The World Bank on Monday projected the India’s economy to contract 3.2% in FY21 holding that stringent measures to restrict the spread of the coronavirus pandemic will heavily curtail activity in Asia’s third largest economy at a time the global economy is estimated to plunge into its worst recession since the World War II.
In its Global Economic Prospects report, World Bank said the contraction will largely materialize in FY21 and the Indian economy will recover to grow at 3.1% in FY22. “Spillovers from contracting global growth and balance sheet stress in the financial sector will also adversely impact activity, despite some support from fiscal stimulus and continued monetary policy easing,” it added.
The multilateral lending institution took note of measures taken by the Indian government including spending on health care to bolster the COVID-19 response, wage support, in-kind and cash transfers to lower-income households, deferral of tax payments, as well as loan and liquidity support for small businesses and financial institutions.
Most professional forecasters including Fitch, S&P, Goldman Sachs and UBS have projected the Indian economy to contract at least by 5% in FY21. India significantly reopened its economy starting Monday with resumption of operations at shopping malls, hotels and restaurants under the first phase of the end of the prolonged lockdown that began on 25 March. However, this comes at a time the country seen a spike in coronavirus cases with India surpassing Spain to the fifth spot among nations worst affected by the pandemic.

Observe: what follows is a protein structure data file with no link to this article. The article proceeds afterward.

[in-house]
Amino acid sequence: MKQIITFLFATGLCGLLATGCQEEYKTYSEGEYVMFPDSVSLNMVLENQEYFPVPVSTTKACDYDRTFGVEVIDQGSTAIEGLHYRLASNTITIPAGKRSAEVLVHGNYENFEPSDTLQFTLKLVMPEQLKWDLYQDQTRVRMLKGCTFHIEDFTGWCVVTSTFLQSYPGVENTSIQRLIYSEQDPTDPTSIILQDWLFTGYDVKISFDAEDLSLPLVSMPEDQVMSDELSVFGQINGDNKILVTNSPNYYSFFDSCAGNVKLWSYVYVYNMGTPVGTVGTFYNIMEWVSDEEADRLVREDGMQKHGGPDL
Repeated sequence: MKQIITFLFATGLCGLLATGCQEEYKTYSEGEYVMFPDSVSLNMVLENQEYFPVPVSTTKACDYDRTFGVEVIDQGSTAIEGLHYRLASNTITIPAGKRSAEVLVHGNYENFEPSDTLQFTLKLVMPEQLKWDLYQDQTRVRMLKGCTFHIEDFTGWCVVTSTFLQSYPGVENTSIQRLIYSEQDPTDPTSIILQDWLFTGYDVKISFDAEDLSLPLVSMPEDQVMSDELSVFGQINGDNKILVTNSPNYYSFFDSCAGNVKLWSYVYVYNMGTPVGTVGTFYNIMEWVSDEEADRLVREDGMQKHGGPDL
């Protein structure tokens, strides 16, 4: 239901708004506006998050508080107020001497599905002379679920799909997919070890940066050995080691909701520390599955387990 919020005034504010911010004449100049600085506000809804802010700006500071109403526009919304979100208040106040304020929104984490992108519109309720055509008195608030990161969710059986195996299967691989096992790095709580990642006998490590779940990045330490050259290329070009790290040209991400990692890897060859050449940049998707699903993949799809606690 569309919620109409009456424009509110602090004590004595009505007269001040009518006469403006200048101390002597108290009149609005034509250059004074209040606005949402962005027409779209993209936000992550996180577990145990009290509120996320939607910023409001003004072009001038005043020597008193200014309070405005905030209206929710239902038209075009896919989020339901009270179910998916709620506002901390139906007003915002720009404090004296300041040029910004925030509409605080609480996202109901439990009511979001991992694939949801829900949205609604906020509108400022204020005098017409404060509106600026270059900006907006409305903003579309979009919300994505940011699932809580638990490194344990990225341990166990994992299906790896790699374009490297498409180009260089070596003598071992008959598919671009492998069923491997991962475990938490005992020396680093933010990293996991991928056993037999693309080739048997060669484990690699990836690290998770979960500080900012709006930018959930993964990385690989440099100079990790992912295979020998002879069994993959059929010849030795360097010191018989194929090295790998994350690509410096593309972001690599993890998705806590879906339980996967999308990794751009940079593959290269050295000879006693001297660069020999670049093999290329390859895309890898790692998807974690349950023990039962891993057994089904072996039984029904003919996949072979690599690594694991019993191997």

The World Bank said the swift and massive shock of the coronavirus pandemic and shutdown measures to contain it will lead to a contraction of the global economy by 5.2% in 2020. “This is a deeply sobering outlook, with the crisis likely to leave long-lasting scars and pose major global challenges,” said World Bank Group Vice President for Equitable Growth, Finance and Institutions, Ceyla Pazarbasioglu. “Our first order of business is to address the global health and economic emergency. Beyond that, the global community must unite to find ways to rebuild as robust a recovery as possible to prevent more people from falling into poverty and unemployment.”
Under the baseline forecast—which assumes that the pandemic recedes sufficiently to allow the lifting of domestic mitigation measures by mid-year in advanced economies and a bit later in Emerging Market and Developing Economies (EMDEs), that adverse global spillovers ease during the second half of the year, and that dislocations in financial markets are not long-lasting — global growth is forecast to rebound to 4.2% in 2021, as advanced economies grow 3.9% and EMDEs bounce back by 4.6%. “However, the outlook is highly uncertain and downside risks are predominant, including the possibility of a more protracted pandemic, financial upheaval, and retreat from global trade and supply linkages. A downside scenario could lead the global economy to shrink by as much as 8% this year, followed by a sluggish recovery in 2021 of just over 1%, with output in EMDEs contracting by almost 5% this year,” it added.